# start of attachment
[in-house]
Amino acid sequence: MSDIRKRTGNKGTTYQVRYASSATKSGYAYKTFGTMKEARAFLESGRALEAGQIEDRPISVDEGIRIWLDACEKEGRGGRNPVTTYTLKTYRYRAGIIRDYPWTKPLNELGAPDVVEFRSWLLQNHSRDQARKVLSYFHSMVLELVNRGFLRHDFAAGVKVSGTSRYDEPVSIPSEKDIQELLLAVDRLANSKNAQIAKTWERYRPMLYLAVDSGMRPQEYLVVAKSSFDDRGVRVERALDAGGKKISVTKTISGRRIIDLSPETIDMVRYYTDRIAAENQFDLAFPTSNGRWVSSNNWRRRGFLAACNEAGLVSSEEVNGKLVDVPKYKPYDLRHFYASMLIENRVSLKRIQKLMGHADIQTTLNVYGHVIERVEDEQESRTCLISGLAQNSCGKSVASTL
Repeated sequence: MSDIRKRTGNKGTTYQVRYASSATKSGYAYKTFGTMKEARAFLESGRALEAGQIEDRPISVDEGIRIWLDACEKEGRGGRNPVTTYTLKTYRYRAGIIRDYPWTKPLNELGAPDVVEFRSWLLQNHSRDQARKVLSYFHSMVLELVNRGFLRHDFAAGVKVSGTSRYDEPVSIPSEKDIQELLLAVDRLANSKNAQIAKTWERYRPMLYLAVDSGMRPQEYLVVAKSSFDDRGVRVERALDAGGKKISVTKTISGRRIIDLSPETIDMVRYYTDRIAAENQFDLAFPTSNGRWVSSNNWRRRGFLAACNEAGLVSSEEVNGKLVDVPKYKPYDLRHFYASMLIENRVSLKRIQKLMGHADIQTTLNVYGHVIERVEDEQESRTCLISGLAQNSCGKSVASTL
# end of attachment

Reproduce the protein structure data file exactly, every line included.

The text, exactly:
[in-house]
Amino acid sequence: MSDIRKRTGNKGTTYQVRYASSATKSGYAYKTFGTMKEARAFLESGRALEAGQIEDRPISVDEGIRIWLDACEKEGRGGRNPVTTYTLKTYRYRAGIIRDYPWTKPLNELGAPDVVEFRSWLLQNHSRDQARKVLSYFHSMVLELVNRGFLRHDFAAGVKVSGTSRYDEPVSIPSEKDIQELLLAVDRLANSKNAQIAKTWERYRPMLYLAVDSGMRPQEYLVVAKSSFDDRGVRVERALDAGGKKISVTKTISGRRIIDLSPETIDMVRYYTDRIAAENQFDLAFPTSNGRWVSSNNWRRRGFLAACNEAGLVSSEEVNGKLVDVPKYKPYDLRHFYASMLIENRVSLKRIQKLMGHADIQTTLNVYGHVIERVEDEQESRTCLISGLAQNSCGKSVASTL
Repeated sequence: MSDIRKRTGNKGTTYQVRYASSATKSGYAYKTFGTMKEARAFLESGRALEAGQIEDRPISVDEGIRIWLDACEKEGRGGRNPVTTYTLKTYRYRAGIIRDYPWTKPLNELGAPDVVEFRSWLLQNHSRDQARKVLSYFHSMVLELVNRGFLRHDFAAGVKVSGTSRYDEPVSIPSEKDIQELLLAVDRLANSKNAQIAKTWERYRPMLYLAVDSGMRPQEYLVVAKSSFDDRGVRVERALDAGGKKISVTKTISGRRIIDLSPETIDMVRYYTDRIAAENQFDLAFPTSNGRWVSSNNWRRRGFLAACNEAGLVSSEEVNGKLVDVPKYKPYDLRHFYASMLIENRVSLKRIQKLMGHADIQTTLNVYGHVIERVEDEQESRTCLISGLAQNSCGKSVASTL